Maini readily confesses it wasn’t environment consciousness that was the prime driver behind his vision.

“I was more excited about the technology and what it could do,” said the University of Michigan grad, a member of the varsity team that made a solar car to race 3,000 miles across Australia.

“But over time, I became more conscious of environment and it is part of everything we do now.”

Maini made his first Go-Kart at the age of 14, which ran on an old scooter motor. The preceding year, he had developed a remote-controlled toy car.

“Chetan was an innovator at the age of seven, and an engineer by 17,” said a proud Suresh Maini, father of the Reva founder.

“I wanted India to be the leader in at least one technology before I died. And I’m happy that we are selling more electric cars than any company in the world today,” he said.

Chetan Maini started researching for the technology in 1994, and registered 10 US patents over the next five years.

“In 1999, I decided everything should be in India and operations had to be commercialised.”

About 100 engineers were recruited, and by 2000, 40 cars were ready for tests.

The first Reva rolled out without much fizz and fanfare, and although it was featured in every newspaper and auto-magazine then, sales were slow.

The company decided to go offshore, and is now sold in over 13 countries worldwide. Reva has sold over 1,000 units in Britain alone under the brand name G-Wiz.

Maini attributes its success in Britain to government policies and initiatives there.

“Policy is a big factor contributing in sales in the UK. G-Wiz owners enjoy substantial subsidy on the price along with perks such as free parking at most places and free charging points all over London. There are over 100 points and around 400 more charging points will be added this year.”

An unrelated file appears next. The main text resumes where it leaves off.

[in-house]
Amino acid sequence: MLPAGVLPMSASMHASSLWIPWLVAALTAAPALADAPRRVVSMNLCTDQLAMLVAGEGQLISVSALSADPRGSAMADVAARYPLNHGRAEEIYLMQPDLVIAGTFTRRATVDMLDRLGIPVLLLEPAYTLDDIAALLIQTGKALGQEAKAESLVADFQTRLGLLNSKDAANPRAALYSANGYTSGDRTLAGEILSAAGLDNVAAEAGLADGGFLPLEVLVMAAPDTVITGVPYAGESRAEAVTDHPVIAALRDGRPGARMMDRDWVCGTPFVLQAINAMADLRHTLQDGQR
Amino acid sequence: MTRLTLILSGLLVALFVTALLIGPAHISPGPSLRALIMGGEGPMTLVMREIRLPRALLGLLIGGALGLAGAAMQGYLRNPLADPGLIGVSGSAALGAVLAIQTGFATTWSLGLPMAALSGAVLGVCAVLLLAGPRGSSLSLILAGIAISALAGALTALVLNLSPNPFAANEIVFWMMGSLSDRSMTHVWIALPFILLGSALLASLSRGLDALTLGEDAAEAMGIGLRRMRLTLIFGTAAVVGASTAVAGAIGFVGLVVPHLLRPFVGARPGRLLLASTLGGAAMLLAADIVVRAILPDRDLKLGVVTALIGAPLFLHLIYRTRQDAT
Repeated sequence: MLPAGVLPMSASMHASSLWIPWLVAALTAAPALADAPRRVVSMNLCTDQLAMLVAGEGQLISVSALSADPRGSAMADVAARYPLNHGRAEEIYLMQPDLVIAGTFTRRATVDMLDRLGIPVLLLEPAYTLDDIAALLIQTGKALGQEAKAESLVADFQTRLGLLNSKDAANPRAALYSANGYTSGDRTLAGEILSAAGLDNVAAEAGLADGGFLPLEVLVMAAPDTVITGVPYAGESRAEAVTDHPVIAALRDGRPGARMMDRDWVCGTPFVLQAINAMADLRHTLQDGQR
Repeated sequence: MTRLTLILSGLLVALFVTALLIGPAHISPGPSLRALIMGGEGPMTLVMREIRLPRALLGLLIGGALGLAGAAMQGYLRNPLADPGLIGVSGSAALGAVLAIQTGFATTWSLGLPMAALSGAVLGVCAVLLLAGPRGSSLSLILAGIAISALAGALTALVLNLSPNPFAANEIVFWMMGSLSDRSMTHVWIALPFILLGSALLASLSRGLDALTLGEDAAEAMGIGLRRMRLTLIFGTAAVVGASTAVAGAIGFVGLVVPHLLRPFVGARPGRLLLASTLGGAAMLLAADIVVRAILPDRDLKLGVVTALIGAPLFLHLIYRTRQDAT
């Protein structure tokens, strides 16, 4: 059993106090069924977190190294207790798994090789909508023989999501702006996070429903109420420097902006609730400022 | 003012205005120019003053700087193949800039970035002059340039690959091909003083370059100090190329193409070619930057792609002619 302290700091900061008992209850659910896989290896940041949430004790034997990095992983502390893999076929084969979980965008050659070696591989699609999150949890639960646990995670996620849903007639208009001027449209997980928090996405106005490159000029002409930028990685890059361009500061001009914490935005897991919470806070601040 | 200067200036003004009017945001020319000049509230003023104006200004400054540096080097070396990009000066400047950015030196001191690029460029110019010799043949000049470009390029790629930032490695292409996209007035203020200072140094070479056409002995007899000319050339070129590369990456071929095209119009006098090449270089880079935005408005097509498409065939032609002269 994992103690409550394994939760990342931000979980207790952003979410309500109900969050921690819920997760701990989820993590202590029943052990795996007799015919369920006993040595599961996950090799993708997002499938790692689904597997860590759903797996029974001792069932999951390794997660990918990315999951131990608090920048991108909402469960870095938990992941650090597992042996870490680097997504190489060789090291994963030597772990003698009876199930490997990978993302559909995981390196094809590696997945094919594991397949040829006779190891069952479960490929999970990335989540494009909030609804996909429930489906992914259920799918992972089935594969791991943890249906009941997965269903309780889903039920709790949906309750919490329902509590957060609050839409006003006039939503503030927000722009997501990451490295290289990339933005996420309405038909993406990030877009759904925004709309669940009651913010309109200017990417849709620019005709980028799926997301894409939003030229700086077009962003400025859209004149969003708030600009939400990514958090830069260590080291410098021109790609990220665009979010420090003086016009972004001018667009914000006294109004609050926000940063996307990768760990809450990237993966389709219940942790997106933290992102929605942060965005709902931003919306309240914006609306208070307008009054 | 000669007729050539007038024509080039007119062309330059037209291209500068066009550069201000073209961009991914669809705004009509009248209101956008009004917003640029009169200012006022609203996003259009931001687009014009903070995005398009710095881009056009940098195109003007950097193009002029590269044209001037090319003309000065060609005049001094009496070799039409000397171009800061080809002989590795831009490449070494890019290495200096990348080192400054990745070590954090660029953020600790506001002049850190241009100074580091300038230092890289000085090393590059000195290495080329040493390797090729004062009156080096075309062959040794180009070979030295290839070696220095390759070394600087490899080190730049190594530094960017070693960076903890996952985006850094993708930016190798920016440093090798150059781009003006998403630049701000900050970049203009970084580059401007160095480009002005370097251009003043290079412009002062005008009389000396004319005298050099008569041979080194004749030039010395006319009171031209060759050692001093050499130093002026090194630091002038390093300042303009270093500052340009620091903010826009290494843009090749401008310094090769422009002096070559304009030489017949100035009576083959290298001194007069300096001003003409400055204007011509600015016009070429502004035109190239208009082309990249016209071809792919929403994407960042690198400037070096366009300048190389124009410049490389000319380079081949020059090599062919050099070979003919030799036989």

Back home, the Delhi government recently passed a legislation providing 29.5 percent subsidy for EVs in the national capital.

A proud owner of Reva, Delhi Chief Minister Sheila Dikshit described it as a “cute car” and requested people to be environmentally responsible and switch to the vehicle.

Charging points for EVs will now be installed across the city, Maini said.

“In Banglore, the idea has already taken shape, most malls have parking spots with charging facilities, Wipro offers parking with charging points at its office complex.

“People can plug their cars when they go for a movie or to work, and when they return, the vehicle is fully charged.”

Maini feels energy companies could chip in to promote EV use by setting up charging points, and selling electricity at cheaper rates during off peak hours to charge one’s car.

“With the right policy, more than 10 percent of the cars in India can be battery-powered within the next five years,” he said.

“We are promoting a technology that holds the key to the global energy crisis.”

Jagdish Khattar, the former head of Maruti Udyog Ltd - the country’s largest car manufacturer - and the incumbent vice president of the Society of Indian Automobile manufacturers (SIAM), hails the technology.

“It’s just a matter of time when alternative fuels become a necessity. All manufacturers are currently exploring options and getting ready. With fuel prices mounting, battery power just might become the industry standard.”